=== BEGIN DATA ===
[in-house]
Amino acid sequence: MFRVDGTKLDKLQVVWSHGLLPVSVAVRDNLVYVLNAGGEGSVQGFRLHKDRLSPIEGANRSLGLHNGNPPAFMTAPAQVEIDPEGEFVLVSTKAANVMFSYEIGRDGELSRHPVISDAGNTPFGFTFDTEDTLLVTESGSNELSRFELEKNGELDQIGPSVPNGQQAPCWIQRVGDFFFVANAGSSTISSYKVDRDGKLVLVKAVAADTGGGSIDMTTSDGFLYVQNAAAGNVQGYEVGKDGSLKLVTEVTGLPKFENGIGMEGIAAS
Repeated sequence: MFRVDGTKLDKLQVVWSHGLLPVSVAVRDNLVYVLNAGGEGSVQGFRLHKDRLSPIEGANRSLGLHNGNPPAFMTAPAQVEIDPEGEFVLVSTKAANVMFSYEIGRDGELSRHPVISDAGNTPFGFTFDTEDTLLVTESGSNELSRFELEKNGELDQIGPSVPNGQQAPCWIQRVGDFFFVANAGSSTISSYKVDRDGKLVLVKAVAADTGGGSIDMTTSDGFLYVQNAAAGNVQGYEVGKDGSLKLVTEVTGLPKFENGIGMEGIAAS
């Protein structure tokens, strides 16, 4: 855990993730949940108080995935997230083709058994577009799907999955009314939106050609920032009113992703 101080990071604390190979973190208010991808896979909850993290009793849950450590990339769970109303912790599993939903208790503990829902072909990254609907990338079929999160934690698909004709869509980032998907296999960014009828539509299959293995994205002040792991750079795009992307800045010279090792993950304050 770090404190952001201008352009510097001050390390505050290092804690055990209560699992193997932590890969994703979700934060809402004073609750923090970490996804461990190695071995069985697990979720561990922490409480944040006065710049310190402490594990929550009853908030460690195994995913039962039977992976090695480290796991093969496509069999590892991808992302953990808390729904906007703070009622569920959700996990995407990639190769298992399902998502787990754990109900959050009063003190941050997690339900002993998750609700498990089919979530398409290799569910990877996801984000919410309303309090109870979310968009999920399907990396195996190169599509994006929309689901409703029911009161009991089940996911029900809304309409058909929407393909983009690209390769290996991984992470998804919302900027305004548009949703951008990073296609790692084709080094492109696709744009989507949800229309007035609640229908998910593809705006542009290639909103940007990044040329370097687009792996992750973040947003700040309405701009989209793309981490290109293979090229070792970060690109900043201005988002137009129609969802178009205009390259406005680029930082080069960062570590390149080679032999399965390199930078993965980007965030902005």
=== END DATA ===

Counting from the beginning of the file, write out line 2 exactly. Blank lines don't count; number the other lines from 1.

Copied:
Amino acid sequence: MFRVDGTKLDKLQVVWSHGLLPVSVAVRDNLVYVLNAGGEGSVQGFRLHKDRLSPIEGANRSLGLHNGNPPAFMTAPAQVEIDPEGEFVLVSTKAANVMFSYEIGRDGELSRHPVISDAGNTPFGFTFDTEDTLLVTESGSNELSRFELEKNGELDQIGPSVPNGQQAPCWIQRVGDFFFVANAGSSTISSYKVDRDGKLVLVKAVAADTGGGSIDMTTSDGFLYVQNAAAGNVQGYEVGKDGSLKLVTEVTGLPKFENGIGMEGIAAS